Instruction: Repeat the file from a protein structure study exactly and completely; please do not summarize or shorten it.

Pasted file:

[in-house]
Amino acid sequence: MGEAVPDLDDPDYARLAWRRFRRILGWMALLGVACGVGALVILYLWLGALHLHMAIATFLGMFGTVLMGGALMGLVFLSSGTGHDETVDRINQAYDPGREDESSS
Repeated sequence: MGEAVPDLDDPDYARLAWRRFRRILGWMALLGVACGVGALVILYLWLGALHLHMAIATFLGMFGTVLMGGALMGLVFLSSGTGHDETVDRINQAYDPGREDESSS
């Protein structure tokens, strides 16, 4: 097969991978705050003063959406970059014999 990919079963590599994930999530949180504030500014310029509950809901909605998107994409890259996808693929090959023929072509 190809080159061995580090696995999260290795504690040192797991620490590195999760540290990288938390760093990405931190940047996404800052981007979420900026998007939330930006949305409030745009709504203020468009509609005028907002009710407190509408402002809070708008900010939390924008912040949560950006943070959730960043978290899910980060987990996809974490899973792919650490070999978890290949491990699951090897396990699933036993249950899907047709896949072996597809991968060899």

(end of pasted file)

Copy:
[in-house]
Amino acid sequence: MGEAVPDLDDPDYARLAWRRFRRILGWMALLGVACGVGALVILYLWLGALHLHMAIATFLGMFGTVLMGGALMGLVFLSSGTGHDETVDRINQAYDPGREDESSS
Repeated sequence: MGEAVPDLDDPDYARLAWRRFRRILGWMALLGVACGVGALVILYLWLGALHLHMAIATFLGMFGTVLMGGALMGLVFLSSGTGHDETVDRINQAYDPGREDESSS
């Protein structure tokens, strides 16, 4: 097969991978705050003063959406970059014999 990919079963590599994930999530949180504030500014310029509950809901909605998107994409890259996808693929090959023929072509 190809080159061995580090696995999260290795504690040192797991620490590195999760540290990288938390760093990405931190940047996404800052981007979420900026998007939330930006949305409030745009709504203020468009509609005028907002009710407190509408402002809070708008900010939390924008912040949560950006943070959730960043978290899910980060987990996809974490899973792919650490070999978890290949491990699951090897396990699933036993249950899907047709896949072996597809991968060899």